Current Status

The survey currently covers more than half of the Southern Ocean. Most of the tows have been conducted between 60°E to 160°E and south of the Sub-Antarctic Front (SAF) to the Antarctic coast. New routes have been established south of Africa, extending the survey west to the zero meridian, and between New Zealand and Ross Sea extending the survey further east. Other tows have been conducted across Drake Passage replicating Sir Alister Hardy's original 1927 CPR tows. At present, the database comprises approximately 14,000 records of 5 n mile resolution, representing more than 200 taxa. Approximately 2,500-3,000 new records are added each year. By the start of International Polar Year, and the Census of Antarctic Marine Life, we predict the database will comprise at least 21,000 records, so the SO-CPR Survey has already made a considerable contribution to CAML and the general knowledge of zooplankton biodiversity in the Southern Ocean.

Map of known CPR tows

Information Links

External Links

Sir Alister Hardy Foundation for Ocean Science (SAHFOS)

National Institute Polar Research, Japan

Tokyo University of Marine Science and Technology

SCAR Marine Biodiversity Information Network

Alfred Wegener Institute for Polar and Marine Research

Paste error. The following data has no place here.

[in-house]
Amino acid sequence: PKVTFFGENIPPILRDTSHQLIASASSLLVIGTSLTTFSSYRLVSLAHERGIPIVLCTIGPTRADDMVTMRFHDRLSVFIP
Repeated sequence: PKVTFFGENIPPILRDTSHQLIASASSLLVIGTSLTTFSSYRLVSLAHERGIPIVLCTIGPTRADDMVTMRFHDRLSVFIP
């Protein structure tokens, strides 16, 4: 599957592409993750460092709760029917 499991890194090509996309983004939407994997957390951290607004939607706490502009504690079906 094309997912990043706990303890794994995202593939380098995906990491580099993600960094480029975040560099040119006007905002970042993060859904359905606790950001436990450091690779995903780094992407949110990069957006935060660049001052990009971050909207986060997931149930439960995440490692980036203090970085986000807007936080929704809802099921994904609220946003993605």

National Institute of Water & Atmospheric Research Limited (NIWA). New Zealand

CPR Action Group

SCAR Action Group on the Southern Ocean Continuous Plankton Recorder Survey (SO-CPR Survey)

Action group members (Core)

Dr Graham Hosie (Co-chair), Australian Antarctic Division

Prof. Mitsuo Fukuchi (Co-chair), National Institute of Polar Research, Japan

Prof. Dr. Uli Bathmann, Alfred Wegener Insitute, Germany

Dr Don Robertson, National Institute of Water and Atmospheric Research Ltd, New Zealand

Terms of Reference

  1. Map the biodiversity and distribution of plankton, including euphausiid (krill) life stages, in the Southern Ocean.
  2. Use the sensitivity of plankton to environmental change as early warning indicators of the health of Southern Ocean, by studying spatial-temporal variation in plankton patterns.
  3. Serve as reference on the general status of the Southern Ocean for other monitoring programs.
  4. Develop and maintain the SO-CPR Database and to improve access for users.
  5. Expand and enhance the SO-CPR Survey to include more ships and repeat transects around Antarctica.
  6. Investigate converting the Action Group to an Expert Group on CPR research.

Public Summary

The sensitivity of plankton to changes in the environment makes them useful early warning indicators of the health of ocean systems. CPRs have been towed behind ships for 75 years in the North Sea and Atlantic Ocean to monitor the condition of those systems. These have been important in identifying major changes in the marine ecosystem which have ecological and economic impacts. The CPR is now being used in Antarctic waters, since 1991, to map biodiversity of plankton in the region as well as monitor its health through studies of regional, seasonal, interannual and longterm variability in plankton patterns. Changes in plankton abundances and patterns are expected to have a significant effect on the rest of the ecosystem. The SO-CPR Survey maintains a database on plankton abundance and distribution which is available for use by bona fide users.